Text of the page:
We face nothing so great or so large today in the West, despite what the alarmists will tell you.
Apologies for being remiss with my monthly popes! I’m still in recovery from learning, as posted here, that St Hippolytus was probably not anti-pope to Callistus I, Urban I, Pontian, and Anterus. My first step of recovery was to go earlier than Hippolytus to St Victor I; today, I give you one of Hippolytus’ contemporaries, Pope Pontian, whom tradition says was martyred alongside Hippolytus.
Not a lot is actually known about Pope Pontian. During his tenure as Bishop of Rome, Origen was condemned in Egypt by Demetrius of Alexandria, but whether Pontian corroborated the Egyptian synods’ rulings or not is mere conjecture. Indeed, so little is known about him that I feel no guilt in simply giving you our earliest source for him, Eusebius’ Ecclesiastical History. First, Book 6.23.3:
3. While these things were in progress, Urbanus,who had been for eight years bishop of the Roman church, was succeeded by Pontianus, and Zebinus succeeded Philetus in Antioch.
Chapter XXVIII.—The Persecution under Maximinus.
The Roman emperor, Alexander, having finished his reign in thirteen years, was succeeded by Maximinus Cæsar. On account of his hatred toward the household of Alexander, which contained many believers, he began a persecution, commanding that only the rulers of the churches should be put to death, as responsible for the Gospel teaching. Thereupon Origen composed his work On Martyrdom, and dedicated it to Ambrose and Protoctetus, a presbyter of the parish of Cæsarea, because in the persecution there had come upon them both unusual hardships, in which it is reported that they were eminent in confession during the reign of Maximinus, which lasted but three years. Origen has noted this as the time of the persecution in the twenty-second book of his Commentaries on John, and in several epistles.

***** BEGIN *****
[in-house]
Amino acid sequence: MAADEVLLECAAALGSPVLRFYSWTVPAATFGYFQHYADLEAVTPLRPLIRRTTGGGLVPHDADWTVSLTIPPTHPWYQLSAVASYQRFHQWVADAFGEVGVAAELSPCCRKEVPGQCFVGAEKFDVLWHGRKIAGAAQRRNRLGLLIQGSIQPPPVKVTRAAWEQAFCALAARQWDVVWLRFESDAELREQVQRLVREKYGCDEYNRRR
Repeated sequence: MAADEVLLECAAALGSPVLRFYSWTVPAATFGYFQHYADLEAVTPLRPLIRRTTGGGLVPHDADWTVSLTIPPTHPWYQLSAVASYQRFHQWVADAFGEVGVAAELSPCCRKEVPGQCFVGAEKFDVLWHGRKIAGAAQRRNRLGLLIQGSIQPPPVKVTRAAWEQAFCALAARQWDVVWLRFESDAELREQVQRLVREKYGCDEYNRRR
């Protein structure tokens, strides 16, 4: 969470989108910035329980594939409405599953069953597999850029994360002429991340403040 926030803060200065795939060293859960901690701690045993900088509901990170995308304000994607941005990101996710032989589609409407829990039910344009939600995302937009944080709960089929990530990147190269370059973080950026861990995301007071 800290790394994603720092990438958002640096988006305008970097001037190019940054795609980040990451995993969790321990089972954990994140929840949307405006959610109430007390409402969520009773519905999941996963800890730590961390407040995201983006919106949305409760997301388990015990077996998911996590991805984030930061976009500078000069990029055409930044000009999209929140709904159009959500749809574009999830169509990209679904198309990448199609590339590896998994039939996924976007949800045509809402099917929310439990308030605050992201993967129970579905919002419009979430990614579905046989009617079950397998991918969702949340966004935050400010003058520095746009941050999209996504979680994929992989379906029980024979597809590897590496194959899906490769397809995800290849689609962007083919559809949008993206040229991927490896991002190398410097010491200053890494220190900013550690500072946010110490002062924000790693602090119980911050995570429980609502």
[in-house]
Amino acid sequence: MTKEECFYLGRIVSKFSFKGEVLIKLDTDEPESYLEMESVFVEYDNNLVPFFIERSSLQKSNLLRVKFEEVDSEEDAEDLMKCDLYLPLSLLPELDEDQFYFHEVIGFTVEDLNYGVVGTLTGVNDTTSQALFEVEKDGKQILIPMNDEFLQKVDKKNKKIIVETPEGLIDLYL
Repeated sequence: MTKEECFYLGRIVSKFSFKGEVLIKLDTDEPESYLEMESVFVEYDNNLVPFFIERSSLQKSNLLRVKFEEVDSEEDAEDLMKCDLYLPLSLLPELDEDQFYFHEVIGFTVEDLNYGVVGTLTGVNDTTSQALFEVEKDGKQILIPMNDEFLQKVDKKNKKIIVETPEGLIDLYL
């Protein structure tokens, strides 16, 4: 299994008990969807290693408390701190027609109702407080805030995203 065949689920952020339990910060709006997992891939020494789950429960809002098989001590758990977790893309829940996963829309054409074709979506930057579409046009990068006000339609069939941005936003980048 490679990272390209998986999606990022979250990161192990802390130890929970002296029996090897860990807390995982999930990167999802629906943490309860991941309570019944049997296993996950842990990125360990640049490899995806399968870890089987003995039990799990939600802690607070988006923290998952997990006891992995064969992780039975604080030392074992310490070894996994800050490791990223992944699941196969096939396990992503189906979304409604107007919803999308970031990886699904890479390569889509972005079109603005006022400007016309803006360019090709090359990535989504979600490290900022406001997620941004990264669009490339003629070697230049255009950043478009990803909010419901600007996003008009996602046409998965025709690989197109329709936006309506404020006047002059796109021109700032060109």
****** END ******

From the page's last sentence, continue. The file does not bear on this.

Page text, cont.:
Chapter XXIX.—Fabianus, who was wonderfully designated Bishop of Rome by God.
1. Gordianus succeeded Maximinus as Roman emperor; and Pontianus, who had been bishop of the church at Rome for six years, was succeeded by Anteros. After he had held the office for a month, Fabianus succeeded him.
During Maximinus’ persecution, Pontian and Hippolytus were exiled to Sardinia where both of them died. Before dying, Pontian abdicated from the episcopate; the first Roman bishop to do so. This, according to J. N. D. Kelly, is our earliest secure date in papal history: 28 September 235, as recorded in the fourth-century Liberian Catalogue.